If you listen to the clip back, it might sound harmless enough.
A beleaguered Premier League manager sharing a joke with a reporter who's just subjected him to a tough grilling, both parties laughing amid the byplay.
But to many people the manger's 'joke' contains a kernel of malice, an implicit threat which should never be broached, not even in jest.
Whatever your view, you'll no doubt agree that David Moyes' choice of words was unnecessary and unfortunate, yet another case of foot-in-mouth for one of football's most embattled figures.
Moyes' jokey threat to slap reporter Vicki Sparks has heaped yet more controversy on the Manchester United manager, who was hailed as Britain's best coach before he took over at Old Trafford in the summer of 2013. Since then he's been hounded out of United within nine months, been embroiled in a bar-room scuffle near his home in Lancashire and been universally ridiculed for his bizarre attempt to speak Spanish. The man will probably feel he is cursed, with even harmless banter blowing up in his face.
But this latest imbroglio has repercussions far beyond Moyes and his Sunderland team, who are currently marooned at the bottom of the Premier League. It speaks to football's wider problem with sexism and misogyny, a disease which the world's most popular game has yet to cure.
A recent survey conducted in honour of International Women's Day showed the number of women in football reporting sexual harassment had more than doubled in the space of two years. The survey, covered by The Telegraph, also found the number of women being denied access to football grounds due to their gender had risen three-fold in the same period.
The survey took in people at all levels of the game: players, administrators, doctors, lawyers and match officials. It seems it doesn't matter what you do - if you're in football and you're a woman, there's a good chance you're going to face discrimination at some stage.
There's all kinds of anecdotal evidence, of course. Like the Richard Keys-Andy Gray affair of 2011, when leaked footage emerged showing the then-Sky Sports presenters criticising a female match official in markedly sexist terms. Further leaks subsequently showed Gray making lecherous comments towards a female Sky Sports reporter, while Keys was seen discussing the sex life of one of his co-presenters.
Gray was sacked over the affair and Keys resigned, but the latter also sought to play down the significance of the farrago, calling their remarks "banter." It's a word that crops up in football all the time, generally as an excuse when unsavoury stories come to light. Football and banter seem to have a rather tempestuous relationship - a point clearly demonstrated by Moyes' 'slap' remarks.
We've also seen the Eva Carneiro affair, which saw Chelsea's team doctor leave Stamford Bridge shortly after clashing with manager Jose Mourinho over her treatment of an injured player. Carneiro, who was apparently called a 'son of a whore' by Mourinho, eventually settled a sex discrimination case against Chelsea for £1.2 million last summer.
That particular case generated huge attention - perhaps because the tabloid press were able to run pictures of Carneiro in a bikini alongside their coverage - but several other cases have flown beneath the radar. Like the time former Liverpool player Ryan Babel told a female reporter she should "try growing some tits instead of talking about football." Or former Luton Manager Mike Newell saying the inclusion of women in football was just "tokenism." Or Premier League boss Richard Scudamore writing an email to senior colleagues, saying “I had a girlfriend once called double decker… happy for you to play upstairs, but her Dad got angry if you went below”.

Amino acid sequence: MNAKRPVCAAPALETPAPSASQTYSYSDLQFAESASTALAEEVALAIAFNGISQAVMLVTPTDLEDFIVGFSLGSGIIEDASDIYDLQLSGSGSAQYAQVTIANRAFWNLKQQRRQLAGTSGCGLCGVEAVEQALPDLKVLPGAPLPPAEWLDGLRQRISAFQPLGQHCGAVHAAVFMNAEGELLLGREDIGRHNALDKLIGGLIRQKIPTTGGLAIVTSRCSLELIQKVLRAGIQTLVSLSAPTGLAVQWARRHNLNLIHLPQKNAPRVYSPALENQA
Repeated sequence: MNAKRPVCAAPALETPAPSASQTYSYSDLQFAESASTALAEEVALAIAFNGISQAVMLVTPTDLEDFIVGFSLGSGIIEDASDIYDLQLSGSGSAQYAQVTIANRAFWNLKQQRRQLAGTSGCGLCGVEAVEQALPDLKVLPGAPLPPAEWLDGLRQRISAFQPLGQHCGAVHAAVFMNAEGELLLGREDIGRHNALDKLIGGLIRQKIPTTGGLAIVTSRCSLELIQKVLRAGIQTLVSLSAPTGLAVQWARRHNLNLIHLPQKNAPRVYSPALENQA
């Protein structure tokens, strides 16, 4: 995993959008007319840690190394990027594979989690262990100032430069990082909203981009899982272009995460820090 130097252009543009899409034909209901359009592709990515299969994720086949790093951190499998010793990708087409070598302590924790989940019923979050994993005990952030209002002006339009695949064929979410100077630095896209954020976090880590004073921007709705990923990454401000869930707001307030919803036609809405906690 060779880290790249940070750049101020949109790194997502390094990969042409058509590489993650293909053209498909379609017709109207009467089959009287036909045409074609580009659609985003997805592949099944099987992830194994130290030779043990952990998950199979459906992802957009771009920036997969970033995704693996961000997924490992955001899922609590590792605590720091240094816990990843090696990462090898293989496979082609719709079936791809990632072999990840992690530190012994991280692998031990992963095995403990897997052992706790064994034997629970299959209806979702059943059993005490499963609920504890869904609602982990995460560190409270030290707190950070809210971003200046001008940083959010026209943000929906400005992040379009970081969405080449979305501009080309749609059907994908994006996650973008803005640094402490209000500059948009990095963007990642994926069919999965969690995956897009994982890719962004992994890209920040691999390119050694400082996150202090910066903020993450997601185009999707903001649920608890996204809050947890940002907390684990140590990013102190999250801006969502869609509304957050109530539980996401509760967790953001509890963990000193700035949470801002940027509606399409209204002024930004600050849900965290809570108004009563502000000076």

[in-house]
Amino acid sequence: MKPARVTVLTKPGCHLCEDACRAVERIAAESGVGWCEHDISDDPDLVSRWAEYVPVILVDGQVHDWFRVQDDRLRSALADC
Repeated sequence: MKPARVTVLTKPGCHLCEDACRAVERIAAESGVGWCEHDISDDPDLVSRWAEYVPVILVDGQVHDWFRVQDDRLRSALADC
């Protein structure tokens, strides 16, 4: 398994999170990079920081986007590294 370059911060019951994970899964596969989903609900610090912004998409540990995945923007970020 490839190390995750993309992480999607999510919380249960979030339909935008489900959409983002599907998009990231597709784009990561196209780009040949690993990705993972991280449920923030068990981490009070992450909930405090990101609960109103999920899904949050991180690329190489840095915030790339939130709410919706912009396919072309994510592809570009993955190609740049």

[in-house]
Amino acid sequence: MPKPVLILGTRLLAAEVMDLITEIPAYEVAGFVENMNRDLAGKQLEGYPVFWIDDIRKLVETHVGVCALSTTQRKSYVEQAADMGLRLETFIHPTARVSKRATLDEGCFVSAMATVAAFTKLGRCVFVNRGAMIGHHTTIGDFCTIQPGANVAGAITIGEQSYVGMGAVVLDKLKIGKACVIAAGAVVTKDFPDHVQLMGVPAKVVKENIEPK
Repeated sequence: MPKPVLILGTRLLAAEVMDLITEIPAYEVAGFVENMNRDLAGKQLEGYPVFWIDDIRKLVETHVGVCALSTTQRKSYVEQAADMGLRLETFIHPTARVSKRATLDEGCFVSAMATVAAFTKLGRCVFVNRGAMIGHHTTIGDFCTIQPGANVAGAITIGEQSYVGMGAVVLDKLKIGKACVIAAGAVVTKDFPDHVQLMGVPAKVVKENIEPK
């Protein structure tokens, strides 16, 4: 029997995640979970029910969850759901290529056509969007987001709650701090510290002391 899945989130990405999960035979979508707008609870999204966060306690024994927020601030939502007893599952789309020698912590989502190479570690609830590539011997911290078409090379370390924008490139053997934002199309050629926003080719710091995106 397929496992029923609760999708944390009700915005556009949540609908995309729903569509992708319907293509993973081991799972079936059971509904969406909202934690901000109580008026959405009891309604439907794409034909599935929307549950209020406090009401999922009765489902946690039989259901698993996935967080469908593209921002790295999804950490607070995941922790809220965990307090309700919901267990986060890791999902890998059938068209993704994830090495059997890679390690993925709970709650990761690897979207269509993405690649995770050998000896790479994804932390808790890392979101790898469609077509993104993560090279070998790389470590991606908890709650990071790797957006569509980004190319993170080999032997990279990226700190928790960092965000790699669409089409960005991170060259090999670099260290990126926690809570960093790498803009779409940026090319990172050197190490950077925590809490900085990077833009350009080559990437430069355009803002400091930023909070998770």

Indeed it seems football's women trouble extends to the highest echelons of the game. The now-disgraced Fifa boss Sepp Blatter was a serial offender, saying female footballers should wear tighter shorts to increase viewing figures, while telling Fifa's female board members "you are always speaking at home, [so] say something now." Herr Blatter's reputation as a sexist may have been swamped by his manifold other misdemeanours, but his remarks are no less damaging for that.
Even when football's administrators try to be progressive, it can backfire. In 2015, following a brilliant performance by England's women at the World Cup, the England account tweeted: "Our Lionesses go back to being mothers, partners and daughters today, but they have taken on another title - heroes."
The tweet was swiftly deleted, but not before it has unleashed a torrent of criticism and ensured England's superb campaign ended on a sour note.
Signs of improvement
Despite this litany of lechery, it seems football is slowly, ever so slowly, catching up with the rest of the world.
In October the FA announced a plan to double the number of women playing and watching football by the end of the decade, increasing the budget by 16%.
British football's governing body has peldged more than a quarter of a billion pounds in grassroots football and some of this will help to increase girl's involvement in playing the sport. The Women’s Super League will also be moved from summer to winter this year, in a bid to increase interest in women's games, The Guardian said.
Just today - with rather unfortunate timing - the FA council has backed a package of reforms, which will increase the number of women on the FA board and expand the council. No longer will the FA headquarters be a luxurious anachronism, a beer-and-sandwiches bastion for elderly white men.
So clearly, work has been and is currently being done to improve the position of women in football, to eradicate sexism just as racism has been so successfully stamped out.
However Moyes' unfortunate joke shows there is still plenty of work to do - and, for all football's good intentions, it remains very much a man's world.